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Some of you are aware of my love of adventure, sewing, history, and historical fashion–but for those of you who aren’t, this is a prime time for an introduction! :-)

I have been busy lately. The above 1860’s contraptions are just one reason among many…

Though not truly “authentic” (and, truth be told, a bit flimsy), these bonnets were fun to make and allowed my creativity to stir to a degree it hasn’t been allowed to for a while. These are “dress-up” bonnets that probably won’t see a lot of use, but were fairly necessary for a couple of events we somehow ended up being invited to here recently…so I realized I was going to have to try my hand at millinery–which was as yet uncharted seas in my experience.

Stuff and Research…

Here you can see only a little bit of the messy beginnings of the way a seamstress’s mind works–out of apparent chaos, we bring order. Taming diversity to compose a unity. Is this not a great deal of what we call “creativity”?

I did NOT want to spend much money on this project, particularly since I had already spent more than I had wanted to on the fabric for my dress…. So, I had a floppy straw hat and a couple of very stiff straw placemats to work with for my base materials. We went scrounging in some of our accumulated stuff, ending up with a couple of remnants in colors that complemented our outfits and a pile of laces and ribbons to choose from. I also thought that some of that tangled mess of old electric fencing wire would be just the thing to hold the shape of the brims…and I would certainly use the dullest pair of scissors on the straw…and perhaps my fingers wouldn’t bleed from all the rough edges and stiff handwork…..

Meantime, I had been researching bonnet shapes, fabrics, styles, years, patterns, and trimmings in photographs and various other means provided by the internet…. I settled on making my sister’s bonnet round and mine oval, in order to best accentuate our individual faces. Therefore, I used the hat for hers and the placemats for mine.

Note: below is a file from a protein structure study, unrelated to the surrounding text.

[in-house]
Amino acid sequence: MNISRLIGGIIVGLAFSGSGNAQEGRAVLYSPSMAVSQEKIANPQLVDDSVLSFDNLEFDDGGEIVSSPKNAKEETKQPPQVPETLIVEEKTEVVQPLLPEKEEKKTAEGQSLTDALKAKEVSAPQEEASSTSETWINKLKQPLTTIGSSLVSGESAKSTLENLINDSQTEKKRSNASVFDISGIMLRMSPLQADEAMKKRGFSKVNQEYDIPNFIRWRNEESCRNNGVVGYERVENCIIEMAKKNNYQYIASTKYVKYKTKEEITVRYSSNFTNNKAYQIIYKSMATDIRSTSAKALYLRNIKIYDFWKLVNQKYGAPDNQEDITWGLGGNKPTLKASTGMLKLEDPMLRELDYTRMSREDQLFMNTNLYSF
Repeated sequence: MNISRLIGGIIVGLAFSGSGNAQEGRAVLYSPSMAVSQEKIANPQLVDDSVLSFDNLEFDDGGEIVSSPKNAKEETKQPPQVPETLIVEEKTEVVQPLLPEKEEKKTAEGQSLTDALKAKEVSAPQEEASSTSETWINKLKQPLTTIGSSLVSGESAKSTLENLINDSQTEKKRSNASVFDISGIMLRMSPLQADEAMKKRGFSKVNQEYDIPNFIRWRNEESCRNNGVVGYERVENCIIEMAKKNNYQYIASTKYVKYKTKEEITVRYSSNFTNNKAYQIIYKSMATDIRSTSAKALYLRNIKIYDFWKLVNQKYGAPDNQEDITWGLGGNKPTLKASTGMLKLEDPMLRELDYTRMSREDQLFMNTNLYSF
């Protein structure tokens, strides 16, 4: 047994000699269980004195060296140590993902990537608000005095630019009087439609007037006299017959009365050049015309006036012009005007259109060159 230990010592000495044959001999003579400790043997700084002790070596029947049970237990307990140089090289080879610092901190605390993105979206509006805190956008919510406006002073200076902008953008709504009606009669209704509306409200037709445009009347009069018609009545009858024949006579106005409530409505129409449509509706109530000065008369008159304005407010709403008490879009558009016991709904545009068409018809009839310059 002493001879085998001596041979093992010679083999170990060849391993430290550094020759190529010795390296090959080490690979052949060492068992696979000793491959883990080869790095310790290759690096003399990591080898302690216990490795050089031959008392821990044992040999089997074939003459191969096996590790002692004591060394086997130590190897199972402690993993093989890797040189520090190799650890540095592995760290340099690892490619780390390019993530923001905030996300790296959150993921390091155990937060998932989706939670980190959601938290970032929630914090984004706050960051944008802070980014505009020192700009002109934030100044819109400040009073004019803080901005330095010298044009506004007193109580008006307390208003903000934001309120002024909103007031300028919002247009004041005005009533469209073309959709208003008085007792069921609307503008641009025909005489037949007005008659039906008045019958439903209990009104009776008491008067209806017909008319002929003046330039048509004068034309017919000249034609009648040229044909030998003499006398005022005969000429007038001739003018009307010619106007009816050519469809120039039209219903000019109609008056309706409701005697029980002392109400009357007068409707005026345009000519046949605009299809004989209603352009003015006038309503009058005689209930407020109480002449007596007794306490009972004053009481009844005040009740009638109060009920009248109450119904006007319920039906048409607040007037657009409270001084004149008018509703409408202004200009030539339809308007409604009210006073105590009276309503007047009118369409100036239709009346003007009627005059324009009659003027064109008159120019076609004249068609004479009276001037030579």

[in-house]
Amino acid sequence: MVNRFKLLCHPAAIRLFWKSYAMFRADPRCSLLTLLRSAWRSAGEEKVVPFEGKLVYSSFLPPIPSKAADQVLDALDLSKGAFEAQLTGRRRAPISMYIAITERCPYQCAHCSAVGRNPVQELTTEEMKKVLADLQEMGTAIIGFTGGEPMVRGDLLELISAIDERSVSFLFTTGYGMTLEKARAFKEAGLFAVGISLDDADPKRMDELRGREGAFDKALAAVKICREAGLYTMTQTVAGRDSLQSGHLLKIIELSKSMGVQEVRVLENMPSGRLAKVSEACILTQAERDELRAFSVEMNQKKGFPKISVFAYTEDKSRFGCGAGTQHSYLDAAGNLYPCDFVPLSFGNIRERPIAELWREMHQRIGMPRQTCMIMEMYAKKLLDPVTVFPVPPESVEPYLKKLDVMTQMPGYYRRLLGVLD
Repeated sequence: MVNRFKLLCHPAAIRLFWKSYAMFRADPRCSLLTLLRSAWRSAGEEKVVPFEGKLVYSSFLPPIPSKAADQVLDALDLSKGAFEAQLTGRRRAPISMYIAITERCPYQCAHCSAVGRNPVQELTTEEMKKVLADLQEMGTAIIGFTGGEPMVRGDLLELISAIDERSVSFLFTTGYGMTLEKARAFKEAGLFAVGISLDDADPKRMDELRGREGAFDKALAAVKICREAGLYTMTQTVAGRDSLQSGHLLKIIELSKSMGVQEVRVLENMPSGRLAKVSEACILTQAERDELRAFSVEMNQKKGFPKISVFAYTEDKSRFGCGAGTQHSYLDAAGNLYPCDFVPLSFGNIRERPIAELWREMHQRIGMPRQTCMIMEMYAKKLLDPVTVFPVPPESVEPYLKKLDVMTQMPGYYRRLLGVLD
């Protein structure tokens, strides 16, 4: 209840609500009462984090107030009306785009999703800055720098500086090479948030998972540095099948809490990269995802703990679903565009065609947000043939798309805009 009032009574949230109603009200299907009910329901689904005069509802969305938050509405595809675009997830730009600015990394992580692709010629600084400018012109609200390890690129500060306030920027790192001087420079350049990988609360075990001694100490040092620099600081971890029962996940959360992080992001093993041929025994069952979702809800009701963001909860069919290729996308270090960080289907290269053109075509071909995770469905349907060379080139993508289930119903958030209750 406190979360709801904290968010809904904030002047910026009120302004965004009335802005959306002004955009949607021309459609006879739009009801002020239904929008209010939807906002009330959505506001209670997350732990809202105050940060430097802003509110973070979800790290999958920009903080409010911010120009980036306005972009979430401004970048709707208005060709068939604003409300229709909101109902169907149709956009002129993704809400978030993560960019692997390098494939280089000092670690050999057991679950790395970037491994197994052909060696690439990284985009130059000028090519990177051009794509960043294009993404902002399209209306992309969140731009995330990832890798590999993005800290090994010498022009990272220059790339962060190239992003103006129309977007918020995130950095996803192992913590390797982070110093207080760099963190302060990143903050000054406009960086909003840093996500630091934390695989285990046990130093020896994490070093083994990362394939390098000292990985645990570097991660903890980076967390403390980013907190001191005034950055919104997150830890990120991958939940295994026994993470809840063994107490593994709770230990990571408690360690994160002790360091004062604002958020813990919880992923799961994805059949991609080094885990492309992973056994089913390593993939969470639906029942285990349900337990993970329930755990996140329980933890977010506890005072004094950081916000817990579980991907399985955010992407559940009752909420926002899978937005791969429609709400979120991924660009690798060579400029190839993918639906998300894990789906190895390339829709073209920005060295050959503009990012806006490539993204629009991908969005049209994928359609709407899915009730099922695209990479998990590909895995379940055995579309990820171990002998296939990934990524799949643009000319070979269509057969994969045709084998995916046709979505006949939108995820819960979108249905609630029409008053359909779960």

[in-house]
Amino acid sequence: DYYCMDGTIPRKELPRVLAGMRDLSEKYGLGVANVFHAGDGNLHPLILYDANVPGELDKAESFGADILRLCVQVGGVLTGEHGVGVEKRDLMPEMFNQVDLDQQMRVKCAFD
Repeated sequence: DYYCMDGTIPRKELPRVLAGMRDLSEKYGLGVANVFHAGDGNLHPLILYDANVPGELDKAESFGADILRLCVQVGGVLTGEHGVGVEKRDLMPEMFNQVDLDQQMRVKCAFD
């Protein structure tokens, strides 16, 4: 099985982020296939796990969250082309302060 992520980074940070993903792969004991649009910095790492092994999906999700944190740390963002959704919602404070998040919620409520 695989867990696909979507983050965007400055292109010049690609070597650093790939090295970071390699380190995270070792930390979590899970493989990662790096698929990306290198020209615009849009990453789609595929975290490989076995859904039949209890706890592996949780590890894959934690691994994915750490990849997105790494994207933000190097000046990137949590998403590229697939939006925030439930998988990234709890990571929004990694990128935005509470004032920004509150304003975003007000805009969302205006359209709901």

How…

By far, mine was the more difficult one. Duck tape was the only way I was able to hold the stiff straw into shape. I confess I did not use the tape measure but once during the entire project of making both bonnets–everything was gauged by hand, eye, pins, and a stinky red permanent marker.

Note the electric fence wire held to the corners with masking tape and the reused ribbon band from inside the hat to bind the raw edges….

The lining there at the neck was the only thing I actually took a measurement for…

Fit and trims were tested multiple times…

Additionally, the upholstery-weight cotton velvet I was using had a stain right down the center (which is negligible in this photo, but there, nonetheless)…

So I had to figure out some sort of adornment to cover that up, even though I liked the pleated back…

I call these my “couture bonnets” since they were entirely handsewn and individually fitted…

The Finished Effect…

So…the sisters were dressed!

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